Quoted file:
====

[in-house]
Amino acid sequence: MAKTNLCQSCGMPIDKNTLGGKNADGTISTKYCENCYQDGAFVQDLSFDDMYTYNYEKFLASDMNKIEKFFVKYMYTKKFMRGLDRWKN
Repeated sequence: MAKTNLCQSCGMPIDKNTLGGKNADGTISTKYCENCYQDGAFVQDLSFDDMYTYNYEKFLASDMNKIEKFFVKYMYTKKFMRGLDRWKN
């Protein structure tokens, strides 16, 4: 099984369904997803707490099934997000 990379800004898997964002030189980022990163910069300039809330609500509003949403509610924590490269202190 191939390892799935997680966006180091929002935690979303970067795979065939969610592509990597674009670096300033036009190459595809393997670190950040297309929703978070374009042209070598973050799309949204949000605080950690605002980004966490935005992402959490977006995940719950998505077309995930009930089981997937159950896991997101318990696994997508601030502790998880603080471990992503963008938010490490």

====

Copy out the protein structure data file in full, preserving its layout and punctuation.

[in-house]
Amino acid sequence: MAKTNLCQSCGMPIDKNTLGGKNADGTISTKYCENCYQDGAFVQDLSFDDMYTYNYEKFLASDMNKIEKFFVKYMYTKKFMRGLDRWKN
Repeated sequence: MAKTNLCQSCGMPIDKNTLGGKNADGTISTKYCENCYQDGAFVQDLSFDDMYTYNYEKFLASDMNKIEKFFVKYMYTKKFMRGLDRWKN
């Protein structure tokens, strides 16, 4: 099984369904997803707490099934997000 990379800004898997964002030189980022990163910069300039809330609500509003949403509610924590490269202190 191939390892799935997680966006180091929002935690979303970067795979065939969610592509990597674009670096300033036009190459595809393997670190950040297309929703978070374009042209070598973050799309949204949000605080950690605002980004966490935005992402959490977006995940719950998505077309995930009930089981997937159950896991997101318990696994997508601030502790998880603080471990992503963008938010490490």